SFL Music: Nice.

Carmine Appice: So, we’re going to shoot that on the 24th, but hopefully by the time we get back they’re going to shoot all the other stuff with this beautiful woman that they had a storyboard sent to me and I really like it. And so that will be done too. So I’ll have two videos under my belt by December. And then we just got to figure out with the label when we’re going to release each one. But the good thing about the Running Up That Hill is like what we did with Vanilla Fudge. We took the Supremes song that when it just came off the charts, and we released our version, which started our career. And I think there’s a chance for the same thing to happen here.

SFL Music: With Fernando.

Carmine Appice: Yeah, with Fernando and it’s going to be a great video, an awesome kind of video. And I’m excited about it, and the label’s excited about it. It’s the same label as the other one. Fortunately, the other one, King Kobra’s waiting for the vinyl to come out. And that’s not going to come out until June. So, we’re going to just release a video of a single, but we don’t know when. But this one we can release soon, because it’s not going to come out on vinyl. So, it’s going to be mostly CD and streaming.

SFL Music: Okay.

Carmine Appice: And that’s an instrumental record. So, once we start building and following with it, then maybe eight months down the line, if it does well, we’ll put a vinyl out. So, I’m doing all that stuff, and a lot of fun.

SFL Music: Well, I’ve heard some of Energy Overload and it’s an amazing instrumental record.

Carmine Appice: Oh. Great. Thank you.

SFL Music: How did you come about working with Fernando?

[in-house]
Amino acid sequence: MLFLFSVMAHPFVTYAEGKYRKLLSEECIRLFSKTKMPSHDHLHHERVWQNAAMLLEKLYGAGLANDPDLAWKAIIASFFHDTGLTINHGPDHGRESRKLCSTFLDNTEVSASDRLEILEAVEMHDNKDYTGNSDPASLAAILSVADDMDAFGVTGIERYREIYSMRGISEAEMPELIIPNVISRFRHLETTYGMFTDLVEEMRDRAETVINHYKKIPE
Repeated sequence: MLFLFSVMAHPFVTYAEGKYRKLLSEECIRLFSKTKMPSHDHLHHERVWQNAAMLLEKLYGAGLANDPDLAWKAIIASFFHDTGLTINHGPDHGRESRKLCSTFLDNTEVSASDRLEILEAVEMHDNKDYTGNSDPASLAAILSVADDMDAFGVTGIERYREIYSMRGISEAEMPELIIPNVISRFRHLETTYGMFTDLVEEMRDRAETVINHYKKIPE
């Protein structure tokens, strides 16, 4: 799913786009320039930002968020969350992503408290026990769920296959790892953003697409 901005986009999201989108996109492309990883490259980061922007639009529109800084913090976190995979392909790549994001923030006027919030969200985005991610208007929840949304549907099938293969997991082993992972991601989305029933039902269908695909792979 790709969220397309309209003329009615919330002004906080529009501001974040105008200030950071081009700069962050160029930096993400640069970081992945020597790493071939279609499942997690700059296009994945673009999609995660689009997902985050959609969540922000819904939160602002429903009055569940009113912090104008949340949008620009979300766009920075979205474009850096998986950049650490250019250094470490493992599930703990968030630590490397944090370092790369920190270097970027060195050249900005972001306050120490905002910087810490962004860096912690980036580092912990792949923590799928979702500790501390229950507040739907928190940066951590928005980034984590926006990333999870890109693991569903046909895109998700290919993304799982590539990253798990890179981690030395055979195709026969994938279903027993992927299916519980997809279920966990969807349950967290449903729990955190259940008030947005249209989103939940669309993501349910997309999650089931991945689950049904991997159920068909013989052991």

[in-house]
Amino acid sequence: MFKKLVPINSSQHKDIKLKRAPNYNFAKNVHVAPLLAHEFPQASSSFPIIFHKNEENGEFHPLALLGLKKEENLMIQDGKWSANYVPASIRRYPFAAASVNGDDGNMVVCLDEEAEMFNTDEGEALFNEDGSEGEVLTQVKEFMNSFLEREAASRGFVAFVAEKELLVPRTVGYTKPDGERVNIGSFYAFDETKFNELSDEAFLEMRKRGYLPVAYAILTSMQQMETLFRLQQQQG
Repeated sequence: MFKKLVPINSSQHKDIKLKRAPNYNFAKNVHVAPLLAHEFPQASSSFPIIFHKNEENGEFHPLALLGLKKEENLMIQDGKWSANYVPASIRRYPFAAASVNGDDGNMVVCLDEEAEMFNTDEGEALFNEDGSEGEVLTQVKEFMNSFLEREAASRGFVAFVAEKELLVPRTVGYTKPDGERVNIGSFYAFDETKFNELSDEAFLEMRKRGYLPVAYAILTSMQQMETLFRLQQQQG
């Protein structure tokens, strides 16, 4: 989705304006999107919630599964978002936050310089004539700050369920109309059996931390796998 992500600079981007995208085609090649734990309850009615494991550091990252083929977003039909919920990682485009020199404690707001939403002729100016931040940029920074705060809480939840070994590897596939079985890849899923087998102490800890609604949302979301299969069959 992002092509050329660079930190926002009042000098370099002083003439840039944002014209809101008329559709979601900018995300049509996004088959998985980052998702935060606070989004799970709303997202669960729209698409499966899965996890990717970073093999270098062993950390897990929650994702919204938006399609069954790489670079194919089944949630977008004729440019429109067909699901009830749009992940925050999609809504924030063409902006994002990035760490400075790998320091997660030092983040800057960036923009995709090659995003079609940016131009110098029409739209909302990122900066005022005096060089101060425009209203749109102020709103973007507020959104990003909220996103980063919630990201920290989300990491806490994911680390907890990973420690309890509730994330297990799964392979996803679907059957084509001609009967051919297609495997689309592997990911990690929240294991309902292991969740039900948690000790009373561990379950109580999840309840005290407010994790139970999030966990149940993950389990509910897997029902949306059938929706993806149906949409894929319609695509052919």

Carmine Appice: Well, that’s like a story, because you know who Tom Dowd is? The great producer?

SFL Music: Absolutely. I had the pleasure of meeting him a couple times.

Carmine Appice: Right. Well, Tom is an old friend of mine. I’ve known him from Atlantic Records.
And then when I worked with Rod Stewart, he produced most of the records that I did with him. So, when he passed away recently, I knew his family, I knew his daughter, I knew his wife and all that. So, Fernando knew his daughter from Miami.

SFL Music: Okay.

Carmine Appice: Like I said, Fernando’s from Miami. So, he said to her, hey, you know how to get ahold of Carmine Appice because I want him to play a track on my album. So, she said, yeah, I do. So, she called me, she said, look, there’s this young guy that’s really talented, he would like you to play on this album. At that point in time when she called me, I had moved to Florida and my brother set me up, my brother Vinny’s a computer geek. He built me a system of a Cubase recording system.

SFL Music: Oh, nice.

Carmine Appice: With the screen and everything. He tried it out. He did everything in his house, and then sent it over to me from California, and I set it up with him on FaceTime, he showed me how to use it and everything. And I did a couple of things, but I needed to do more work. So, when this came up, I said, you know what? This’ll be a good way for me to learn how to use my studio if nothing else. So, I said, okay. I said, well, what do you want to do? Fernando said, do you have any music that I can record that you can play on? I said, yeah, I do. I have a couple of instrumental songs. I got songs that don’t have any lyrics. So, I said, I’ll send you one. He said, okay. So, I sent it to him, and when he sent it back, it sounded great.